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Adidas Azteca: the first synthetic FIFA World Cup matchball (1986)

The Adidas Azteca is the first synthetic FIFA World Cup matchball; it was released for the 1986 FIFA World Cup that was hosted by Mexico. The name of the matchball is a reference to the Aztec culture of Mexico. The Azteca was also the name of the stadium that held the 1986 FIFA World Cup final, and a range of important group stage matches and later elimination matches. The Azteca stadium is famous for hosting the quarter final match between Argentina and England: this game featured Maradona's "Hand of God Goal " and "Goal of the Century"; both scored using the Adidas Azteca matchball.

The Azteca ball, with aztec type patterns to represent the ball is made from a world cup held in mexico. The Azteca text, with Mexico written underneath, displaying the ball was designed for the 1986 Mexico world cup. States in text, in English and French, that it's the Official world cup ball 1986

The Adidas Azteca matchball has an Azteca (ancient murals / architecture) inspired mosaic design that was created by Rebecca Martinez. Alongside the mosaic, the ball has the Adidas trefoil logo printed upon it, and text that states the ball is the "Official World Cup Ball 1986 / Ballon Officiel Coupe de Monde 1986". The Azteca matchball that was used during the World Cup has black text, but the reproduction of the ball (shown above) has dark red text. The Azteca ball that has black text was manufactured in France and it states this upon the ball.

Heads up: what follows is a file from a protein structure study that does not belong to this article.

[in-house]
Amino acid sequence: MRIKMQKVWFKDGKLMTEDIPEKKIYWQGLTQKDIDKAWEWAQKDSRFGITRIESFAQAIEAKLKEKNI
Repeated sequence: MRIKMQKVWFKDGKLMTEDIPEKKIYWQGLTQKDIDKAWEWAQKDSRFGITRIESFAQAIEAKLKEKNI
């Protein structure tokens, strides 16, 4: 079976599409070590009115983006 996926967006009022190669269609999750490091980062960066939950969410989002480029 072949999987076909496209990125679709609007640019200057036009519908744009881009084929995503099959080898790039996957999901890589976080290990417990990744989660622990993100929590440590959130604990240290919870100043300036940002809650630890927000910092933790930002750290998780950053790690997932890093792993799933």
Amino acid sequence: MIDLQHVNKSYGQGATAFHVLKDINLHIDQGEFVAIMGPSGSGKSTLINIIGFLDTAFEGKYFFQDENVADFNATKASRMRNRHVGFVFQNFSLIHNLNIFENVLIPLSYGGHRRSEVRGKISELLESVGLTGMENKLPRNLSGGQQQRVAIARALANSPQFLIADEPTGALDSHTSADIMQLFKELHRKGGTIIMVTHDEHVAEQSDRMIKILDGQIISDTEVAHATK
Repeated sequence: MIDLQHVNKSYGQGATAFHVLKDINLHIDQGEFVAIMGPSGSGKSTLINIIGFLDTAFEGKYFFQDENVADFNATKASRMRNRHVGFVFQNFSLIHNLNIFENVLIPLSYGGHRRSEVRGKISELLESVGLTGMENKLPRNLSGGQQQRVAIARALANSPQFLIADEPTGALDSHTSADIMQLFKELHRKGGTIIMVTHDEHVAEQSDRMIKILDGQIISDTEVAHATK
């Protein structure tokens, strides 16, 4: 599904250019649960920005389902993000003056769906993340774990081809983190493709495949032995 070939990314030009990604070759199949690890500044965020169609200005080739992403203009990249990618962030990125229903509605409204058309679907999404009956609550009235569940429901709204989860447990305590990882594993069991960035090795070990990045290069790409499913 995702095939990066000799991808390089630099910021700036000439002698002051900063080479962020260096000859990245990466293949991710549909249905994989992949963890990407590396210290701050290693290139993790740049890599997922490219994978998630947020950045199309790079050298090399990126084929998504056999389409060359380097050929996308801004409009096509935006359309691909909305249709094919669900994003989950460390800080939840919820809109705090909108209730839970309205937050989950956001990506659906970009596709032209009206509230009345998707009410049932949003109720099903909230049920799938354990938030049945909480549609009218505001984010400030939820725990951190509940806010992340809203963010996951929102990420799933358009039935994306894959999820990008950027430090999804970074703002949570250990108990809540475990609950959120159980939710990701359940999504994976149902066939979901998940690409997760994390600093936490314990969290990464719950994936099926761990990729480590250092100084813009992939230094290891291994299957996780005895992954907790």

The Adidas Azteca is not a leather ball with a synthetic covering - like the Adidas Tango Durlast - but is a football entirely constructed from synthetic materials. The primary material that the Azteca is constructed from is polyurethane: polyurethane is a flexible polymer that has a vast range of applications. The reason why the Azteca was made entirely from synthetic materials: Adidas believed the ball would retain it's shape better in high altitudes, it would perform better in wet conditions, and would retain it's shape better on hard and rough surfaces.

The Adidas Azteca is not in continuous production; therefore, purchasing this matchball can be expensive when compared to other Adidas World Cup matchballs. The Azteca ball that typically has the highest value is the version with the black text, not the version shown above with dark red text. One of the reasons the Azteca is not in production is the fact it is a synthetic matchball, rather than a leather ball. The Azteca did receive criticism during the 1986 World Cup: due to it being too light and due to the reliability of the 'flight' of the ball.